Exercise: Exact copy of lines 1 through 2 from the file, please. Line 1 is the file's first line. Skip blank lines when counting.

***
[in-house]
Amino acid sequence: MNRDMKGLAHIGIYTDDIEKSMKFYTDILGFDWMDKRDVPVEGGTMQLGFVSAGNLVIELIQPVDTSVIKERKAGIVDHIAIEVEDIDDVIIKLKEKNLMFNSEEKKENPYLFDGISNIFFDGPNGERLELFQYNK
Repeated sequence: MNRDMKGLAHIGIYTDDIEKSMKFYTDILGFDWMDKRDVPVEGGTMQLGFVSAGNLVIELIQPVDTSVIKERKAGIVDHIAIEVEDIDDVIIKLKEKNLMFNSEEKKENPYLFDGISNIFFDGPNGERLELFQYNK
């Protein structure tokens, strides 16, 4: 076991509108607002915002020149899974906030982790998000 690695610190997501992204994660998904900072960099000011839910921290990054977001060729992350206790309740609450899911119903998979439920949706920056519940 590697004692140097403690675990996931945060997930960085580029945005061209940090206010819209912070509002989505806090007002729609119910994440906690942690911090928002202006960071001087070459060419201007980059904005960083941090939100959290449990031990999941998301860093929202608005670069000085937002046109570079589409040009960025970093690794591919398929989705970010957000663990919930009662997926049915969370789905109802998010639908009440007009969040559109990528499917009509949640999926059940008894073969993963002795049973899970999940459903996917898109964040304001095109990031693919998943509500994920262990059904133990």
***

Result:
[in-house]
Amino acid sequence: MNRDMKGLAHIGIYTDDIEKSMKFYTDILGFDWMDKRDVPVEGGTMQLGFVSAGNLVIELIQPVDTSVIKERKAGIVDHIAIEVEDIDDVIIKLKEKNLMFNSEEKKENPYLFDGISNIFFDGPNGERLELFQYNK